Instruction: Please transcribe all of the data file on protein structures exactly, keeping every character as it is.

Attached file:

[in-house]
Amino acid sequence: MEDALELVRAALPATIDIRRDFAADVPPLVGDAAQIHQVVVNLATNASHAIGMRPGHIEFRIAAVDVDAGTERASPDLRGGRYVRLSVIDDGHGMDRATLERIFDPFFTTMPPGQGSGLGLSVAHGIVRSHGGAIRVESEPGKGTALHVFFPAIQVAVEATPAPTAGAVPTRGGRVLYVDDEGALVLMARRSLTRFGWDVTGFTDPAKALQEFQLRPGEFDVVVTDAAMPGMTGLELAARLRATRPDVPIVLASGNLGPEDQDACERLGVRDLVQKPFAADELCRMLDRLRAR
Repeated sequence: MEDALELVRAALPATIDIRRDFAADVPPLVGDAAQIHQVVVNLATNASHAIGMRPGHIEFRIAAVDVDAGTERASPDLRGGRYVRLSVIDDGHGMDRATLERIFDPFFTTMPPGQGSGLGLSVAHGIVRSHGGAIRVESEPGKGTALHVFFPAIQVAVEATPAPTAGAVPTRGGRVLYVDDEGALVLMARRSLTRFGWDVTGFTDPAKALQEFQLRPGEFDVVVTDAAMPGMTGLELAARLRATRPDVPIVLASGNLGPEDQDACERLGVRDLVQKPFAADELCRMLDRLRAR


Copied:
[in-house]
Amino acid sequence: MEDALELVRAALPATIDIRRDFAADVPPLVGDAAQIHQVVVNLATNASHAIGMRPGHIEFRIAAVDVDAGTERASPDLRGGRYVRLSVIDDGHGMDRATLERIFDPFFTTMPPGQGSGLGLSVAHGIVRSHGGAIRVESEPGKGTALHVFFPAIQVAVEATPAPTAGAVPTRGGRVLYVDDEGALVLMARRSLTRFGWDVTGFTDPAKALQEFQLRPGEFDVVVTDAAMPGMTGLELAARLRATRPDVPIVLASGNLGPEDQDACERLGVRDLVQKPFAADELCRMLDRLRAR
Repeated sequence: MEDALELVRAALPATIDIRRDFAADVPPLVGDAAQIHQVVVNLATNASHAIGMRPGHIEFRIAAVDVDAGTERASPDLRGGRYVRLSVIDDGHGMDRATLERIFDPFFTTMPPGQGSGLGLSVAHGIVRSHGGAIRVESEPGKGTALHVFFPAIQVAVEATPAPTAGAVPTRGGRVLYVDDEGALVLMARRSLTRFGWDVTGFTDPAKALQEFQLRPGEFDVVVTDAAMPGMTGLELAARLRATRPDVPIVLASGNLGPEDQDACERLGVRDLVQKPFAADELCRMLDRLRAR